The Greek philosopher Heraclitus of Ephesus was noted for saying that “No man ever steps in the same river twice.” He recognized that the fundamental nature of the universe is that it is ever-changing and ever-moving. You might think of him as the first to understand and articulate, long before the idea of “Poisson processes” as explained in an earlier post, that life could be envisioned as multitudes of physical and life-giving processes happening near-simultaneously and probabilistically throughout time.
Jump in time up to the early 20th century when mathematician-philosopher Alfred North Whitehead (1861–1947) expanded on the work of Siméon Denis Poisson to contend that reality itself was made of events, not material substances. This concept is called process philosophy, and it has held up well in the years since then as the mysteries of the atom became better understood.
Later in the century, Charles Hartshorne (1897–2000) and John Cobb (b. 1925) added some “God language” to expand these concepts into “process theology.” There is much more to process theology than this, and I don’t do it justice here, but the idea that life is “event” rather than “stuff'” is central.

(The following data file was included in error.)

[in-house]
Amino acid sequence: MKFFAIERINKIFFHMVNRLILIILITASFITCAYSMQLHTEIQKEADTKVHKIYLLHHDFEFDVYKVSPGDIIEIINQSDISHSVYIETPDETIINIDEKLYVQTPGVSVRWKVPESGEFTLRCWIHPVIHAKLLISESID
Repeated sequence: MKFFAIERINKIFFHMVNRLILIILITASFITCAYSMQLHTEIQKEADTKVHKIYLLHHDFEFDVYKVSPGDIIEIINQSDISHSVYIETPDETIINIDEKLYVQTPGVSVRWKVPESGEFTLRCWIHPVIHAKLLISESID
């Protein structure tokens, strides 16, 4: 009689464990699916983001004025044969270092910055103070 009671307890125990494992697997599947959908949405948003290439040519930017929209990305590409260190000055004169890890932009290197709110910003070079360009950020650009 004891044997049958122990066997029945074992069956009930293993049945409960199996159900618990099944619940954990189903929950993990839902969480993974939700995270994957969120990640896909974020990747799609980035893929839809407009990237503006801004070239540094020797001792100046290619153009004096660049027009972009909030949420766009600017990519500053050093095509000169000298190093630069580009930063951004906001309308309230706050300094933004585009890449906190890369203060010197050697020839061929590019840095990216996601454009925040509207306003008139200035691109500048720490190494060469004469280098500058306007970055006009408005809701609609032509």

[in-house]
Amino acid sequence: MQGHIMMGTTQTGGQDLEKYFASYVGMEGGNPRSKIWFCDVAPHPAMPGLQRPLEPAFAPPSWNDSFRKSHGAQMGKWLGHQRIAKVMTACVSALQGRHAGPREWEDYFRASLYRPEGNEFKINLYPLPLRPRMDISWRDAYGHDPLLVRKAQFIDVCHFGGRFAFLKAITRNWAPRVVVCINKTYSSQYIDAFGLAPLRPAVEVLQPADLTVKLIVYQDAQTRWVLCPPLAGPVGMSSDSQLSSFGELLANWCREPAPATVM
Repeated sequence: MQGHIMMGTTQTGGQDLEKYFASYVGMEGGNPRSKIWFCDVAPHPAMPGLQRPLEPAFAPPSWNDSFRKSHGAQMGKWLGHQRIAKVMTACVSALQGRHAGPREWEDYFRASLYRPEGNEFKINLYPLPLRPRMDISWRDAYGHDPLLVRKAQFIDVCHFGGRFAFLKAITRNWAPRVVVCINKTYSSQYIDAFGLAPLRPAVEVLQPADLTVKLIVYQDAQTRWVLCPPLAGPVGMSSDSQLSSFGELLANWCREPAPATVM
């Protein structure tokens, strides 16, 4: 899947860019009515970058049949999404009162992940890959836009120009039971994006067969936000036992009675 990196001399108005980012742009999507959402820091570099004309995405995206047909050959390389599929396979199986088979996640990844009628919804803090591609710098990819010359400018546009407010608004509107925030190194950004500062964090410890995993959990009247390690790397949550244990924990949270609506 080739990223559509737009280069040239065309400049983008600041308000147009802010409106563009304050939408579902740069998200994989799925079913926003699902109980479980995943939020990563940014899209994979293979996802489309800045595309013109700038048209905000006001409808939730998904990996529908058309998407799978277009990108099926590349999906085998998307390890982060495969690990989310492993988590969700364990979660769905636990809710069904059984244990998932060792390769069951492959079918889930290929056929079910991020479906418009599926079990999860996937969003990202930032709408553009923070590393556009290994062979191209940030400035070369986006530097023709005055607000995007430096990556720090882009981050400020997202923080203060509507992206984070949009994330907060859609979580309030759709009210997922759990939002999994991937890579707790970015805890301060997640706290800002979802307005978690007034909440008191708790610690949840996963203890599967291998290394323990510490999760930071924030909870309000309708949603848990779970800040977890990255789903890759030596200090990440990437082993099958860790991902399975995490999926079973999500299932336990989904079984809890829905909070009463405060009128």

Belgian theologian Edward Schillebeeckx (1914–2009) integrated some process thought into his Catholic theology, writing that “God is new each moment,” and, “He is always surprising us.”  While Schillebeeckx was trying to give hope to humankind, suggesting that people and their societies have the volition to choose the good paths as life’s events unfold around them, he was brought to the Vatican for a dress-down at least three times, as his ideas often conflicted with traditional Catholic doctrine.
It is safe to say that “process thought” has yet to penetrate very far into the pews of most religious congregations. Indeed, its challenge to the theology of the “unchangeable God” who “knows the future,” and its clarion call to be ecologically aware and pro-active in saving the planet, is still seen as heretical in much of fundamentalist Christianity.
Still, Siméon Denis Poisson would likely today channel and expand on Galileo’s legendary dictum, spoken when he was forced by church leaders to recant his ideas of the motion of the Earth circling the Sun. “Yet it moves,” Galileo is said to have muttered. To which Poisson might well have added, “Yet it moves…probabilistically…”
- Schillebeeckx, Edward. God is New Each Moment. Continuum, 2004. p. 29.